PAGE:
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Bankruptcy Law Blog

Monday, December 10, 2018

Bankruptcy Means Testing: A Quiz You Can’t Study For

Did you ever have that dream where you show up at school only to realize there is a big test that day and you didn’t study for it? Some psychologists say this is your brain reminding you not to forget something important that is coming up in your waking life. Others say it is your brain’s way of saying you regret something. Freud probably thought it had something to do with being in love with your mother.

Whatever it means, it’s terrible. Forgetting about or feeling unprepared for a test is not a good feeling. In the bankruptcy world, there is a test that will never make you feel this way, in a dream or otherwise, because it is a test that is impossible to study for. The bankruptcy means test determines which Chapter of the bankruptcy code personal filers are allowed to file under.

The last time Congress overhauled our nation’s bankruptcy laws, lawmakers were concerned that too many people were filing for Chapter 7 bankruptcy and getting all of their debts wiped out. Congress suspected that a few people who file under Chapter 7 could actually afford to pay their debts back, they just did not want to. In order to prevent people lawmakers thought should be able to pay back their debts from filing under Chapter 7, Congress adopted a means test that forces some people to file under Chapter 13 instead of Chapter 7.

The means test is a two-part test that measures your incomes, expenses, and family size to determine whether you have enough disposable income to repay your debts, and must, therefore, file under Chapter 13.

The first and sometimes only step in the test checks whether your household income over the past six months is below your state’s median income. If you’re below the median income, you’ve passed the means test and can file for Chapter 7 bankruptcy.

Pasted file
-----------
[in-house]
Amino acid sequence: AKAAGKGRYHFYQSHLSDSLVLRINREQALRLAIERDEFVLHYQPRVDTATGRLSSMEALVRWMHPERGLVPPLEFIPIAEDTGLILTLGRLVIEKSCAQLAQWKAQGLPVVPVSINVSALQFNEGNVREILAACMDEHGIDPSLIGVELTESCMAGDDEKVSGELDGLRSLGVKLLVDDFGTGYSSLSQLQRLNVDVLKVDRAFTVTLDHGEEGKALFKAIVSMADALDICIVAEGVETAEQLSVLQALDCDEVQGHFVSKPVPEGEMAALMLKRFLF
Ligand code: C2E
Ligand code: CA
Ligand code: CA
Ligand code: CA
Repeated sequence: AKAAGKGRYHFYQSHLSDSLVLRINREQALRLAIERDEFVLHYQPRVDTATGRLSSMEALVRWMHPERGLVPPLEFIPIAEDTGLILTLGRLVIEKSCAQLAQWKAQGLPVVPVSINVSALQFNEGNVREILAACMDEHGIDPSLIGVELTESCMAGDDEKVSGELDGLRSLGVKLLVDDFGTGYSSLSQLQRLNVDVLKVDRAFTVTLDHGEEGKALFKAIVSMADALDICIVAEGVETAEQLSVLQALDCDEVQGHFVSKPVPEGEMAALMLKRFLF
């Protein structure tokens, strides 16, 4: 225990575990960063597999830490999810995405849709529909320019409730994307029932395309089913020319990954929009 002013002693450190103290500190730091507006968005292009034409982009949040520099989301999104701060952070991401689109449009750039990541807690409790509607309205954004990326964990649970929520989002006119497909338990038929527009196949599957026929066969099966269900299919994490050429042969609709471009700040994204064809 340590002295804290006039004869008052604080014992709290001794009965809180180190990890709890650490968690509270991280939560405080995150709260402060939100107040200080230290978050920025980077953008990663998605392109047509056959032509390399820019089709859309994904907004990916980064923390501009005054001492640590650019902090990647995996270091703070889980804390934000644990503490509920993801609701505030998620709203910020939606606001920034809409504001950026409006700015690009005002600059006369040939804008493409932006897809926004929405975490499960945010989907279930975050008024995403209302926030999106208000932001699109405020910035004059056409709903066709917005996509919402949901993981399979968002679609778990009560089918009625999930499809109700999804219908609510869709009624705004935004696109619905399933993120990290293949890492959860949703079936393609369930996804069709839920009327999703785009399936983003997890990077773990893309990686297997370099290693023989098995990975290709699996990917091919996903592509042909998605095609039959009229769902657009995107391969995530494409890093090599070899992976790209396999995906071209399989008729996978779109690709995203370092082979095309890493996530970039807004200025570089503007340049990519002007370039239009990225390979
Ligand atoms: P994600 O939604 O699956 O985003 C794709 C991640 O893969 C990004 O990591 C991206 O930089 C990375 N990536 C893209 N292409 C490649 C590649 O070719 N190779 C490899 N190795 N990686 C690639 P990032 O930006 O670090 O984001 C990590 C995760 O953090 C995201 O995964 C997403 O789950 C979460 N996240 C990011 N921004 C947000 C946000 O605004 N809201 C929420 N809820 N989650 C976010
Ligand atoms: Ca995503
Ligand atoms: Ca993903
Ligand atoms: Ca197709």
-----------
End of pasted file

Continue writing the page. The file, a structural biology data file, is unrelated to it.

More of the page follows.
If you are above the median, don’t despair. The second part of the test looks at your monthly expenses and determines how much disposable income you have available to put towards paying down debt. Things like rent, groceries, clothing, and medical bills are “allowable expenses” that are deducted from your income, and what is left over is considered your disposable income. What expenses are allowable varies based on what area of the country you live in, so if you live in Alabama, it is important to follow the applicable guidelines.

Although the means test was designed to restrict the number of debtors who have their debts forgiven under Chapter 7, most people who take the means test pass it easily and are able to choose which chapter of the bankruptcy code to file under.

Deciding what type of bankruptcy is right for you, and whether you qualify for Chapter 7 bankruptcy if that is your preference, is not an easy task. It is wise to seek assistance from an experienced bankruptcy attorney.

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Padgett and Robertson assist clients with Bankruptcy, Personal Bankruptcy, Consumer Bankruptcy, Chapter 7 Bankruptcy, Chapter 13 Bankruptcy and The New Bankruptcy Law in Mobile, Alabama and throughout southern Alabama. Alabama State Bar Association Regulations require the following: "No representation is made that the quality of the legal services to be performed is greater than the quality of legal services performed by other lawyers." 11 U.S.C. 528 of the U.S. Bankruptcy Code requires the following: "We are a debt relief agency. We help people file for bankruptcy relief under the Bankruptcy Code.”



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Alabama State Bar Association Regulations require the following: "No representation is made that the quality of the legal services to be performed is greater than the quality of legal services performed by other lawyers." 11 U.S.C. 528 of the U.S. Bankruptcy Code requires the following: "We are a debt relief agency. We help people file for bankruptcy relief under the Bankruptcy Code.”